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What is my next car going to look like ?
There are big changes taking place to the design and content of cars that will be available to us in the coming years. Its happening now and its going to continue into the future. Cars, as we know them, are going to disappear. Engines are going to be replaced or supplemented, by electric motors. What to buy in the future is going to be like looking into a crystal ball.
One thing is certain, we who live in Aberdeen East are not getting any younger, but we might want to keep driving. In the coming years we will have to make decisions about what kind of car to buy. The familiar car will disappear. Volvo cars will no longer make a petrol or gasoline engine after 2020 (two years). In the UK, these engines will no longer be allowed, anywhere, after 2040. These are signs that things are changing, and over here they are changing fast !
This story has been written because the author is exchanging his lease car next year and wants to share with our neighbors, his own thinking after doing a lot of research.
There has always been one kind of car....that is a car propelled by a gasoline or diesel engine, technically known as an Internal Combustion Engine (ICE). That's no longer the case - we have three more !
We have 'all-electric' cars that don't have an engine, just an electric motor. And the battery that propels the electric motor is charged up at home, or at charge stations that are appearing up and down Florida, and throughout the country. (The one in our crystal ball is an all-electric Tesla S).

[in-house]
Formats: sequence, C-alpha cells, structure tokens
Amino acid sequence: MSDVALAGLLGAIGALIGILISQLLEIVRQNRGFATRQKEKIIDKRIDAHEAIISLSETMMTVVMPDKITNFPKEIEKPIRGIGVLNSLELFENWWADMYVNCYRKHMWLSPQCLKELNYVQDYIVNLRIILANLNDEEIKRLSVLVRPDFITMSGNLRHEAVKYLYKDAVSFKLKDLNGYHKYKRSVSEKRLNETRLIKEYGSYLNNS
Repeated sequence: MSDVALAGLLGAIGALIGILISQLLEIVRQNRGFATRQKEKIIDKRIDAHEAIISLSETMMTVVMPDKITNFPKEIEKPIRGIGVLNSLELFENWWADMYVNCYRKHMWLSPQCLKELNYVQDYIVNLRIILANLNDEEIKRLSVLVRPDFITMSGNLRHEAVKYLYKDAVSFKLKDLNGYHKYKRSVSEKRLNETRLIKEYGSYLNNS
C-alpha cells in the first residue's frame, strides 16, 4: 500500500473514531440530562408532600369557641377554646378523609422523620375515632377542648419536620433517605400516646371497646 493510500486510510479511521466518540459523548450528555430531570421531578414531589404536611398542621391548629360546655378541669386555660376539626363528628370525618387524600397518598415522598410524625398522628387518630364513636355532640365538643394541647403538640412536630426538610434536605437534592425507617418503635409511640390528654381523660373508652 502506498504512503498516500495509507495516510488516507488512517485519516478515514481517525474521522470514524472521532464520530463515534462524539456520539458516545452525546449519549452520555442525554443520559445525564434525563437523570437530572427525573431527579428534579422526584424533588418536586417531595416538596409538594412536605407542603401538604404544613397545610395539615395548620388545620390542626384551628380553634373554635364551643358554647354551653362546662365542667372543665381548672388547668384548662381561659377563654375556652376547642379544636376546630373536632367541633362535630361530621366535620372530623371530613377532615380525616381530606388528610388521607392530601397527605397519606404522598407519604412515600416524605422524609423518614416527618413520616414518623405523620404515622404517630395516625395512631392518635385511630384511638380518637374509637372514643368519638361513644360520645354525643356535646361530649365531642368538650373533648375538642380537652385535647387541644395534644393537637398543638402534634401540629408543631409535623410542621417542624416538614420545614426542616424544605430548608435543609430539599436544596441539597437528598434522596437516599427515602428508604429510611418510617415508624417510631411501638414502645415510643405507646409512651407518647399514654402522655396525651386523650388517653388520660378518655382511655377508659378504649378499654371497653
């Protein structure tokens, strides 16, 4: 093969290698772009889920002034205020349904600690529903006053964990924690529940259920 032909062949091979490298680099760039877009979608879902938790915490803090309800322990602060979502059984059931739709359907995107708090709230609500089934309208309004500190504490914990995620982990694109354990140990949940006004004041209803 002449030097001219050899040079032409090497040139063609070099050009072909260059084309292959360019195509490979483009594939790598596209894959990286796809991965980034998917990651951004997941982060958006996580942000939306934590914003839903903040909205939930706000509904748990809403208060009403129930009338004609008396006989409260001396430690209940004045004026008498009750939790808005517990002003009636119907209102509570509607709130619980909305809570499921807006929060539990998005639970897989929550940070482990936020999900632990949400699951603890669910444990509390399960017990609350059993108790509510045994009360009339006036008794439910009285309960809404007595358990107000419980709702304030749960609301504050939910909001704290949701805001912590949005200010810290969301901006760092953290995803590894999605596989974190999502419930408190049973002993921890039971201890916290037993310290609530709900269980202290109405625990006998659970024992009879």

We have 'hybrid' cars, that have both a gas engine and an electric motor, where sometimes only the engine drives the car; sometimes the engine charges the battery that drives the motor which then propels the car along; and sometimes both the motor and the engine work together to propel the car along. The driver can select a setting that decides how these combinations work together. Or it can be left to the brains of the car to work out the best and most efficient combination.
We have 'plug-in hybrid' cars. These are basically a combination of the two above. This is because they are a hybrid car ( as described above ) but with a larger battery which can be charged at home or at charge stations. This kind of car gives you a choice of just running about with an electric motor, without ever needing to use the gasoline engine. How far you can run on just a battery alone depends on the car....some will travel around 22 miles, and others around 45 miles, and others somewhere in between. But then it can be switched into hybrid mode where the motor and engine run together.
So the question that will face us all looking to buy or lease a new car is Which kind of car do I buy with all these choices. So here's what we have found :